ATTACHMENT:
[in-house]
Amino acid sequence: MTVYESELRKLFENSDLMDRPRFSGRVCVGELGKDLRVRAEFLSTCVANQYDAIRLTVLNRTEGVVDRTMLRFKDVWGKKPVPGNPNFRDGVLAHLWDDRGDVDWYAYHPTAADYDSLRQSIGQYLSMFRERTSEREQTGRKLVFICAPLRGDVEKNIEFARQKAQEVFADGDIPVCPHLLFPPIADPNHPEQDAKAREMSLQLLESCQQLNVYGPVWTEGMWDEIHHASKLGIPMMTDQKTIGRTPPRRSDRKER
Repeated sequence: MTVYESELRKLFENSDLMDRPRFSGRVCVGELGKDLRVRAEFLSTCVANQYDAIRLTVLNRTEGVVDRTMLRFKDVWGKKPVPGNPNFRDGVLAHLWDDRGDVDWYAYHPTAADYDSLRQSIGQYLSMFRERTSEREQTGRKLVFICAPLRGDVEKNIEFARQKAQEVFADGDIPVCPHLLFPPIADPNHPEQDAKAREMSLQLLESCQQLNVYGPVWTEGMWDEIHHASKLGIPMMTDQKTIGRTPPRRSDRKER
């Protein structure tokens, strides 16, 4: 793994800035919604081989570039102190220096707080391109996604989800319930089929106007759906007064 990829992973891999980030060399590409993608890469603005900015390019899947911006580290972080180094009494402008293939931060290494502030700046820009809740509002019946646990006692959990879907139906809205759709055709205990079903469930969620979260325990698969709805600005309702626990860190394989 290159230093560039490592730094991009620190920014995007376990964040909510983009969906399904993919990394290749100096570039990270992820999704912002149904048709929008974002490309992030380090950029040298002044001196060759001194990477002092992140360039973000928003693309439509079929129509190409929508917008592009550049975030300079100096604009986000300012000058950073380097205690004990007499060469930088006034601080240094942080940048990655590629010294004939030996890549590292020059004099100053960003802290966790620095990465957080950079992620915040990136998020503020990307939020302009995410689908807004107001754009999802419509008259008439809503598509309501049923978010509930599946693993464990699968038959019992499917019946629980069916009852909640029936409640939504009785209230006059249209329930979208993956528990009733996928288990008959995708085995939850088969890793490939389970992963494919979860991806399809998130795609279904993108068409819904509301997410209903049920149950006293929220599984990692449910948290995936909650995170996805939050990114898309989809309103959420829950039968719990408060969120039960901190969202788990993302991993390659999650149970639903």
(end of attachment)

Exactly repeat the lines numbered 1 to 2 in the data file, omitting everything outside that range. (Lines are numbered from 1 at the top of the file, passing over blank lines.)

[in-house]
Amino acid sequence: MTVYESELRKLFENSDLMDRPRFSGRVCVGELGKDLRVRAEFLSTCVANQYDAIRLTVLNRTEGVVDRTMLRFKDVWGKKPVPGNPNFRDGVLAHLWDDRGDVDWYAYHPTAADYDSLRQSIGQYLSMFRERTSEREQTGRKLVFICAPLRGDVEKNIEFARQKAQEVFADGDIPVCPHLLFPPIADPNHPEQDAKAREMSLQLLESCQQLNVYGPVWTEGMWDEIHHASKLGIPMMTDQKTIGRTPPRRSDRKER